Via e-mail, Wessely acknowledges that researchers haven't pinned down the precise reasons for these results, but he's got no shortage of hypotheses. He speculates that debriefing, which is supposed to warn individuals about the emotional responses they could experience, may actually increase the occurrence of the symptoms by creating expectations, thereby implying to impressionable sorts that they need professional help when support from their network of family and friends might actually be more beneficial. Even if these conjectures prove to be inaccurate, however, he feels the scientific clues are strong enough to warrant an immediate end to compulsory debriefing, which may inoculate organizations against potential litigation but also has "the capacity to do harm as well as good."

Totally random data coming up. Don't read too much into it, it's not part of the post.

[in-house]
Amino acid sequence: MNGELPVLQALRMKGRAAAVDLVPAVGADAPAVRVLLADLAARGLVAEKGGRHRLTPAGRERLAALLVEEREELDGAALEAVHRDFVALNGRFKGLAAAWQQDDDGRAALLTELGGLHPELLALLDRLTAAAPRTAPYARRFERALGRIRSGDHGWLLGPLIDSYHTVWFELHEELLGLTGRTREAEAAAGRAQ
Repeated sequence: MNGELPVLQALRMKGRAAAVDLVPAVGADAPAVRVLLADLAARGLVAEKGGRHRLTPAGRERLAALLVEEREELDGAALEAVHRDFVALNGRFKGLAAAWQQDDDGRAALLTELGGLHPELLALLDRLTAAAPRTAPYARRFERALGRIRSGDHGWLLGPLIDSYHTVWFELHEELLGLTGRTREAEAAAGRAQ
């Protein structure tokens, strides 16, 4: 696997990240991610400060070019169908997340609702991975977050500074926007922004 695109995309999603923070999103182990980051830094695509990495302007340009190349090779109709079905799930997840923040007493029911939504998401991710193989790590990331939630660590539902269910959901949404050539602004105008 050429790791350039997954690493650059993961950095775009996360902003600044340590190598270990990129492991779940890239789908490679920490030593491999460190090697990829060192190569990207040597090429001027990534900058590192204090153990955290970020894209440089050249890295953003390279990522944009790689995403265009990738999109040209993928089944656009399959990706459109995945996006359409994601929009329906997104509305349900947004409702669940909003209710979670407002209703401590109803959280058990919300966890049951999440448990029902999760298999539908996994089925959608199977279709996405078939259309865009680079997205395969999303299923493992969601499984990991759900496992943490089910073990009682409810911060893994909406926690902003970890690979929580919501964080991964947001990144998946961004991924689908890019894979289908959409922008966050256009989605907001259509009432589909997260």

How likely is this to happen? Not very, as Wessely understands full well. He knows that most therapists believe strongly in the worth of grief counseling and debriefing, guessing that many of them are drawn to these arenas because of what he terms "the glamour of disasters. They are exciting, and can be a lot more interesting than the often tedious routine of mental-health work." Money, he believes, isn't nearly as much of a motivator: "I think pecuniary motives are less relevant."
Tana Dineen couldn't disagree more. A licensed psychologist living in Canada, she stopped seeing patients in 1993 after more than twenty years because "I view it to be unethical to practice when so many bogus ideas are being sold to people." Since then, she's remade herself as arguably the planet's preeminent psychotherapy critic via her book Manufacturing Victims: What the Psychology Industry Is Doing to People, first published in 1996, and regular columns in the Ottawa Citizen. "I think that as a society, we've just bought into this idea that we need experts to fix anything," she says, "and grief is something that we've come to view as needing to be fixed. So we pour money into fixing it, even though these technologies don't have a basis to them.